Now, you might ask. If most of the traders fail and lose huge money, why do some people still choose to stay?

Simple. Trading allows you to compound your money for the rest of your life like nothing else can.

It’s a life skill that opens a vault of endless cash. Who would say no to that?

But Trading isn’t just reserved for the smart ones.

Aside from thinking that trading is only for the rich, I thought trading is just for the smart ones. That it is only reserved for the geniuses who understand the complexity of numbers and charts.

But again, I was wrong.

For years, I have come to realize that trading is not a number game or a test of intelligence. 

I know so many smart and highly-profiled folks who burned a shitload of cash in trading. In my early years, I was one of them too. 

If trading is only reserved for the smartest and most educated ones, then we would see more and more professionals who would quit their job to pursue full-time trading. But instead, it’s the opposite. 

In fact, outcries from professionals are very common in trading groups where you can see portfolios that lost almost half of their capital.  

Trading is not reserved for the rich. It isn’t reserved for the smart people either.

Trading is a game of emotions and human psychology. 

As a matter of fact, a chart is just the summation of two powerful human emotions: FEAR and GREED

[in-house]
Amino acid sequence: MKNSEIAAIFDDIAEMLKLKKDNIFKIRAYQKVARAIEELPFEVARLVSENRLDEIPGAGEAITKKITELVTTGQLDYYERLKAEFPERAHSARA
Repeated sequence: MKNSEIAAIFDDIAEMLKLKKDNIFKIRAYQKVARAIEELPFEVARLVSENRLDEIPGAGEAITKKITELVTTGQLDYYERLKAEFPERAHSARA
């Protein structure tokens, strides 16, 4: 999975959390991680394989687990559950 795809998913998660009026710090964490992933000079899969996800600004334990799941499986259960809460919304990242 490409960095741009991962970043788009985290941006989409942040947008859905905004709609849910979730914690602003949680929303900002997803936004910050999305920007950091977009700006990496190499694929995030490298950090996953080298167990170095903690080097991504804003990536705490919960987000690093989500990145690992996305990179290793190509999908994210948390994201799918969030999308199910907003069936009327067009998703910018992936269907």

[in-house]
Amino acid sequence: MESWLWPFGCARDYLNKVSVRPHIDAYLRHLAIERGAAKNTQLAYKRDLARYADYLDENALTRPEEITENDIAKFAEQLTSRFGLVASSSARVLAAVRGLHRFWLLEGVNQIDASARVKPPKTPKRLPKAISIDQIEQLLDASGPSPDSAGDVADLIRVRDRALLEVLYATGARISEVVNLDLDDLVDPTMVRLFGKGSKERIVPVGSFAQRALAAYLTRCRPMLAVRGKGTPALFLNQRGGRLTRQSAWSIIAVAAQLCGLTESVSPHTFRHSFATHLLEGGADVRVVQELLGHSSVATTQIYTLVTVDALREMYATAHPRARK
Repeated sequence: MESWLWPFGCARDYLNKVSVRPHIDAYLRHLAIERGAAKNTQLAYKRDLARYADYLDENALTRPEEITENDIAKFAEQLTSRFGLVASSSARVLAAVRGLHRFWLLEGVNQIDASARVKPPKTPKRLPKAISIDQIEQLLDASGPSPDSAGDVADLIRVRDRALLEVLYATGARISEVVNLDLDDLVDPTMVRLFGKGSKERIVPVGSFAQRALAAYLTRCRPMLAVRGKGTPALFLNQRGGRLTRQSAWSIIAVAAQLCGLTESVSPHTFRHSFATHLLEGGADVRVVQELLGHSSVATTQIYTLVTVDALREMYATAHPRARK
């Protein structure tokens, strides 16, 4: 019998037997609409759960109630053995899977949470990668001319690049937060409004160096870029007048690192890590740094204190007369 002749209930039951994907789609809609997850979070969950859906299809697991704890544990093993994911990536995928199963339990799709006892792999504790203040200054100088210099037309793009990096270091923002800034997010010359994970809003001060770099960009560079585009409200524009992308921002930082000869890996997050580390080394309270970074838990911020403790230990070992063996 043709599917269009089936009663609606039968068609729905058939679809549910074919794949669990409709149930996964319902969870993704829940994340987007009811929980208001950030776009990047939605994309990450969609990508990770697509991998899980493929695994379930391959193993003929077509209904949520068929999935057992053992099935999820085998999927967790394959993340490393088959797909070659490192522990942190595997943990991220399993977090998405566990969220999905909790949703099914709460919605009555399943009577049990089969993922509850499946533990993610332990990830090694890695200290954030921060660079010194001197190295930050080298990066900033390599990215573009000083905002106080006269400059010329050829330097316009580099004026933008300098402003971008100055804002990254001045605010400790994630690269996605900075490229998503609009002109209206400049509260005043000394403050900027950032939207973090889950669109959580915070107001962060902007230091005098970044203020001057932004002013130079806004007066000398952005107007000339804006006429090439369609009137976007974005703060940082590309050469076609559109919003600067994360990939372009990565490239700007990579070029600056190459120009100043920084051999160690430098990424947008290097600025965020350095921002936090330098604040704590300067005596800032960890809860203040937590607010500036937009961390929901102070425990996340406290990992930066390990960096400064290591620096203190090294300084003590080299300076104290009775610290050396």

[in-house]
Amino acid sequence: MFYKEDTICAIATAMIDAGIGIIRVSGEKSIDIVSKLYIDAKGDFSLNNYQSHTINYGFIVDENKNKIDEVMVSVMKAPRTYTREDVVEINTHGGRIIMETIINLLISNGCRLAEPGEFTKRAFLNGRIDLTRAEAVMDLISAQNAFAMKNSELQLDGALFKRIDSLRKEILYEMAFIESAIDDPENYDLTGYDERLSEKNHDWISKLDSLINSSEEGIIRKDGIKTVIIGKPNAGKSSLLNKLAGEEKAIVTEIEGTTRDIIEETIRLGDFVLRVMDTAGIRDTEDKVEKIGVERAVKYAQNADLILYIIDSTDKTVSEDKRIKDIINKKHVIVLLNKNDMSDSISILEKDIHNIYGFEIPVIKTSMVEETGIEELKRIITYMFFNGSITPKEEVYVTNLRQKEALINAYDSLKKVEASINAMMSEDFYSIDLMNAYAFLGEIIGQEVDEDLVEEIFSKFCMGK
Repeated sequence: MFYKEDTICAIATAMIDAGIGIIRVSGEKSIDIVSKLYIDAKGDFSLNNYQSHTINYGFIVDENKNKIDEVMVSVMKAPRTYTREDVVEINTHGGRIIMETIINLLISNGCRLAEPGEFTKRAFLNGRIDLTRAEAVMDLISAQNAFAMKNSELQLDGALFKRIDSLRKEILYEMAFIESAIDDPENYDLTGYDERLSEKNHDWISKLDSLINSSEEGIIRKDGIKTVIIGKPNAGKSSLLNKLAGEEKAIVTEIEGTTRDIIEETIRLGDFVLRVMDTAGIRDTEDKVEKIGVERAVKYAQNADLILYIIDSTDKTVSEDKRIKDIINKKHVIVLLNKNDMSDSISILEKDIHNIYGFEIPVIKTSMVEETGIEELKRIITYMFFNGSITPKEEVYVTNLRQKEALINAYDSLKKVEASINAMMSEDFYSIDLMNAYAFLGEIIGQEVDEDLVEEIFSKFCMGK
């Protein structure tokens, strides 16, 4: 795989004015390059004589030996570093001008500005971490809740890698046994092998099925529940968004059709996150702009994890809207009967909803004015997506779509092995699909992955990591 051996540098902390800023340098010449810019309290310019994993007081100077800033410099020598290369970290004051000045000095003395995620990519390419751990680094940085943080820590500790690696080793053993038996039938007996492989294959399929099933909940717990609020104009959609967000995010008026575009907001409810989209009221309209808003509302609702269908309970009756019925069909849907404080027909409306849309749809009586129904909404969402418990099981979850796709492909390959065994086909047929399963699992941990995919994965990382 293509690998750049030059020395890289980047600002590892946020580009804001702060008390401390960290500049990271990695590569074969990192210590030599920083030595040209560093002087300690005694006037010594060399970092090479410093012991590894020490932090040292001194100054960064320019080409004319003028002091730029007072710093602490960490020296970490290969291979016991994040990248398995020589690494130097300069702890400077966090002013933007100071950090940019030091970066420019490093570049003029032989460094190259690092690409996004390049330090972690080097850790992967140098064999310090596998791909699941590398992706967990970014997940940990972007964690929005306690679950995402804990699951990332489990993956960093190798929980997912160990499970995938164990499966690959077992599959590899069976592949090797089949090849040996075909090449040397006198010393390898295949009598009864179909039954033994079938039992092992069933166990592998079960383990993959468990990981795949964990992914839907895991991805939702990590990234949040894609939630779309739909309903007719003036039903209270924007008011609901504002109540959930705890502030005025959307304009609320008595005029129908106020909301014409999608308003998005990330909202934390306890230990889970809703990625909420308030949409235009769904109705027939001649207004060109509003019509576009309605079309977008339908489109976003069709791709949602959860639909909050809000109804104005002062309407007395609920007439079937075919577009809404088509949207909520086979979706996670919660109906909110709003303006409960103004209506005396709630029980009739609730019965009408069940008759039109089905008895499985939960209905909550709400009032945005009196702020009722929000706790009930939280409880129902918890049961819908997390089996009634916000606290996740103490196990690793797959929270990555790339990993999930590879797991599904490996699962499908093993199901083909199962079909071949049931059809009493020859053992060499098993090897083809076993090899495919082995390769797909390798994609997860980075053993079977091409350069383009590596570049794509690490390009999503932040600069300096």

Charts are merely visual representations of how traders behave and react to the emotions they have with money, regardless of the market type.

This is one of the reasons why women are rarely seen in the trading world. Because we’re prejudiced against being overly emotional. And as a lady trader, I experienced two different treatments from my male counterparts: either they’re amazed or they look down on me and my capabilities as a trader. 

But for years, I was constantly trying to prove to myself that it’s not about the gender that dictates success in trading. It’s about how someone manages their emotional attachment to money.

The Emotions of Trading

When I joined online and offline trading groups, I always ask advice from the ones who already have proven track records in trading. And surprisingly, most of them won’t advise focusing on chart patterns and indicators as opposed to what you mostly hear from youtube and “trading gurus”.

Instead, they’ll tell you to focus on managing your emotions. Because this is where most traders fail: they trade based on how they feel and not based on what they see.

Well, managing emotions seems easier than what it really is. 

It’s easy to act cool when deep inside, you’re scared seeing that the life savings you have betted on trading is now on a losing streak. It’s easy to act calm when deep inside, you want to trade beyond your limits to get rich the quickest possible way.

We are all aware of how things could go south if we make decisions based on our emotions. Trading is no different.

Here’s a funny meme of an emotional trader: